Gov. Patterson Makes The Right Call

I must applaud New York Governor David Patterson for making the right call in terms of choosing not to replace MTA CEO/Executive Director Elliot Sander. Pete Donohue of the New York Daily News has the story:

Gov. Paterson has replaced more than a few high-ranking officials since taking office, but MTA CEO Elliot Sander is definitely staying on the bus.

“At a time when transportation agencies throughout the country are facing the hard choices that are the result of a national economic downturn, Lee has been a steadfast leader and an honest broker,” Paterson communications director Risa Heller told the Daily News about Sander. “We need his expertise now more than ever.

“He has the complete support of the governor as we all work together to find creative ways to increase efficiency and provide improvements to the best transit system in the country,” Heller said.

Not long after Gov. Eliot Spitzer’s sexcapades with a high-priced call girl led to his resignation earlier this year, there was speculation among government insiders that Paterson would want to install a CEO of his own choosing. Speculation flared again after a run of bad publicity, including reports that Sander negotiated a raise while MTA deficits ballooned.

Assemblyman Richard Brodsky (D-Westchester), a frequent MTA critic, shrugged off those controversies and said Sander has made significant improvements at the MTA over the last 18 months. They include fostering better relations between management and transit workers, who waged a strike in 2005, Brodsky said.

Relations between the MTA and its workers were “awful,” Brodsky said. “There needed to be a sense that workers were being treated fairly and someone was listening. I think Lee has done a remarkable job with that under difficult circumstances,” Brodsky said.

Sander himself said the much-maligned MTA has turned a corner.

“What I’m most proud of is this organization of 68,000 people has begun to implement a new vision of the MTA, one that is more customer-oriented and efficient by being leaner, flatter and more integrated,” Sander said.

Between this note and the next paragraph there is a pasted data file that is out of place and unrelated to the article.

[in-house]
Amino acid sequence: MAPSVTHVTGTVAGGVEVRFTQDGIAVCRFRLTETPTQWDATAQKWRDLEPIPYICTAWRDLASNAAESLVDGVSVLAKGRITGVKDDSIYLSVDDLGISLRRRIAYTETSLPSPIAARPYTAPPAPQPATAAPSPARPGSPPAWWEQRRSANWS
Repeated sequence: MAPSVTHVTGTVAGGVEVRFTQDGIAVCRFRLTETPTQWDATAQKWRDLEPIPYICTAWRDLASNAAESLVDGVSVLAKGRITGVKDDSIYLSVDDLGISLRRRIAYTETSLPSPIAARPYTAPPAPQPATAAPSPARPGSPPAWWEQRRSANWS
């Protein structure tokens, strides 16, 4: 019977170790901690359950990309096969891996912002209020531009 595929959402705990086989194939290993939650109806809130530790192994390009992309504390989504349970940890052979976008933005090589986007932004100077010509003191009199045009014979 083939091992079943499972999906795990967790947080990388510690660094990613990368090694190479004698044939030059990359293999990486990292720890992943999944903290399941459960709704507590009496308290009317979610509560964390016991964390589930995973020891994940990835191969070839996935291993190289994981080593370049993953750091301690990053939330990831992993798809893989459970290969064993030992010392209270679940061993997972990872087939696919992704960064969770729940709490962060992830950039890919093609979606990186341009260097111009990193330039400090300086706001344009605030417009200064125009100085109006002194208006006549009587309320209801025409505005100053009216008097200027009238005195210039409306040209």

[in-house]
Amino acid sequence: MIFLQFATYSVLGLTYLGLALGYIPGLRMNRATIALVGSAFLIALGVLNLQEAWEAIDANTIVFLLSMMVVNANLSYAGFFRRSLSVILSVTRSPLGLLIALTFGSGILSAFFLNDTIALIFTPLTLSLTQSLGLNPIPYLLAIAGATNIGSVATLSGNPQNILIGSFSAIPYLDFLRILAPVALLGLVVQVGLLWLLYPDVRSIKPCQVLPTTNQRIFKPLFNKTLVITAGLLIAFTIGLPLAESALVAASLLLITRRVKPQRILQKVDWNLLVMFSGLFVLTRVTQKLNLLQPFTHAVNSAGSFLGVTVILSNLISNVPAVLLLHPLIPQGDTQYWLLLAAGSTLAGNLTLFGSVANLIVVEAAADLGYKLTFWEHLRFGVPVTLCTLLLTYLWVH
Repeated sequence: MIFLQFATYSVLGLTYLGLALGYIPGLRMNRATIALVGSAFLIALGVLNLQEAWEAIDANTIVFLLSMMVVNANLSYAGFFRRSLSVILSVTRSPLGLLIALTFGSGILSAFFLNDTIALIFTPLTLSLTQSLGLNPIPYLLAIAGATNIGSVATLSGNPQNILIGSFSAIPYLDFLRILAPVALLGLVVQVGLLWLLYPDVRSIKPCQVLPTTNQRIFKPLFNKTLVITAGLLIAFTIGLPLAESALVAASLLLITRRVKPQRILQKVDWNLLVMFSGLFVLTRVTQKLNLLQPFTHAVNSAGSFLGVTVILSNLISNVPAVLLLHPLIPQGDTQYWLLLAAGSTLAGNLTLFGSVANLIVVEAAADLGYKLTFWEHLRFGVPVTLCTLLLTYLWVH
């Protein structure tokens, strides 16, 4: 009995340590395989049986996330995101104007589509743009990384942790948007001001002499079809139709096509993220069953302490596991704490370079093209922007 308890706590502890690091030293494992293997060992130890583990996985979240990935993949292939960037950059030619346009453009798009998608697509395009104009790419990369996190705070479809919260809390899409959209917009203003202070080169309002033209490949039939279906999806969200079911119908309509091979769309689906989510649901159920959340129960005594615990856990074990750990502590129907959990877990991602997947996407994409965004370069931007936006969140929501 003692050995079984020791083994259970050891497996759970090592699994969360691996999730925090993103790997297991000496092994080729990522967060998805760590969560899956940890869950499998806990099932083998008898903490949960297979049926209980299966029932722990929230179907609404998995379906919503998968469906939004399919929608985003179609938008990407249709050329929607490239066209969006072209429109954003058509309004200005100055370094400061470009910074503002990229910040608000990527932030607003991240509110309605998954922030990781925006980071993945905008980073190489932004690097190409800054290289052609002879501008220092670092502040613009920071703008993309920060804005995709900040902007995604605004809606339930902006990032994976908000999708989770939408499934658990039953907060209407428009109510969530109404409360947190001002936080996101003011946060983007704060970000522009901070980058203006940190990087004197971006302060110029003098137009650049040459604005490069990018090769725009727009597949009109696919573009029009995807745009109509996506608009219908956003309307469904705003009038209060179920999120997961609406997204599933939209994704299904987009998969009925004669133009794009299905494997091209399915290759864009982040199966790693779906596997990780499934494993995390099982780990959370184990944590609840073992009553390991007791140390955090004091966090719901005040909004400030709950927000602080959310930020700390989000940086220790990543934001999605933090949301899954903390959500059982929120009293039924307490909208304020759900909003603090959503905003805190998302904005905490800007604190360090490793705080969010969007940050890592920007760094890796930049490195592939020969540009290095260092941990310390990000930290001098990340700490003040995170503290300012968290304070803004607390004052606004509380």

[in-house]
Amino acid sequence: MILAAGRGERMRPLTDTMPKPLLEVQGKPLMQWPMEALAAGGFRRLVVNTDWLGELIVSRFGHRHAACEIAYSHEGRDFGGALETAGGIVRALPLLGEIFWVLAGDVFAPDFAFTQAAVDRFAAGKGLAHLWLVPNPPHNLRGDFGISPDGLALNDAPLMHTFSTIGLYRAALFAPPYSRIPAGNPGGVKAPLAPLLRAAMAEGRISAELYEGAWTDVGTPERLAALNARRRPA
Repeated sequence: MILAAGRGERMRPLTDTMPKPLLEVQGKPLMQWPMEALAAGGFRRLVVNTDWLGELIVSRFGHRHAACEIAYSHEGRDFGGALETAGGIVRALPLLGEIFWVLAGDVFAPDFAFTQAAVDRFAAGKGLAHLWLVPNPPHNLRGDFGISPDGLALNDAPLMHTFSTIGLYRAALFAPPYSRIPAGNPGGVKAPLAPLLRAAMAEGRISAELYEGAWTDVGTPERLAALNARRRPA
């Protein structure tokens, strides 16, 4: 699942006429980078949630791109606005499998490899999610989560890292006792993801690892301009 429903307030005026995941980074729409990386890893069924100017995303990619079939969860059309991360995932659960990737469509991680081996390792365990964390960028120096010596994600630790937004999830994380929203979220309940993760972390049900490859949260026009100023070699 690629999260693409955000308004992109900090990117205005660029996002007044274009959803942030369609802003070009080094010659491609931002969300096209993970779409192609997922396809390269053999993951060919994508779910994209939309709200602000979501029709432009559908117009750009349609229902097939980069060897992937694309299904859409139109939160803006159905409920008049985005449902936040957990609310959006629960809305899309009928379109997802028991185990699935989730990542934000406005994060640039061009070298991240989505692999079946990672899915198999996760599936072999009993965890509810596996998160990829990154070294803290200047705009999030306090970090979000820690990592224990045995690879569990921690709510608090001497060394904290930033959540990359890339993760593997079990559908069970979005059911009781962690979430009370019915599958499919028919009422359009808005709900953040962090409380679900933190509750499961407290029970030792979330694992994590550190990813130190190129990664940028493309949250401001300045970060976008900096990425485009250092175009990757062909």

Some of the milestones and initiatives since January 2007 by the MTA include:

* Record on-time performance by the commuter railroads. Buses going a record number of miles between breakdowns.
* The first bus route to New Jersey, linking Staten Island and the light-rail line in Hudson County. The MTA also has announced plans to run Metro-North trains from New Haven, Conn., to Secaucus, N.J., for Jets and Giants home games, further breaking down geographic boundaries.
* The first bus rapid transit route, the BX12 in the Bronx, with riders paying at bus stops before boarding.
* Placing three bus divisions under one manager instead of having three separate presidents.
* Creation of an emergency response center to coordinate responses to emergencies such as severe storms that have flooded the subways.

Still, Gene Russianoff of the Straphangers Campaign said he’d pencil “incomplete” on Sander’s report card. The big test is whether he is able to secure needed funding to continue maintaining, upgrading and expanding the system, Russianoff said.

“We hope in the coming months he will be a vocal champion on behalf of the needs of the system’s 9 million daily riders, not just a political buffer for Gov. Paterson,” Russianoff said.

Gov. Patterson absolutely made the right call in not replacing Elliot Sander as MTA CEO/Executive Director. At a time when the stability of the MTA is in question, the last thing needed is a change of a major leader. Most casual observers would call for his head due to the current state of the MTA & its finances especially with a fare hike most likely looming (more on that in a few minutes) next year.

However those of us who follow the MTA daily know he has been doing a great job considering the mess he inherited. Even with that, Elliot knows that his legacy as MTA CEO/Executive Director hinges on how he & the rest of the MTA brass get out of the financial mess they are in.

xoxo Transit Blogger

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MTA Plans & Finances Editorial

Yesterday’s edition of the New York Daily News had a very good editorial about the MTA’s “tunnel vision” in regards to their plans & finances. Here is the editorial:

The Metropolitan Transportation Authority gave the press a tour last week of a brand new mile-long excavation that’s supposed to turn the infamous Tunnel to Nowhere into the Tunnel to Somewhere.

And the thing is magnificent. From beneath Grand Central, it extends through bedrock to 63rd St., where it hooks up with a tube under the river to Queens, thus bringing the MTA closer to connecting the Long Island Rail Road with the East Side.

Never mind that the MTA started the project 40 years ago.

Never mind that the MTA is still, oh, $3 billion short of the estimated cost of completion.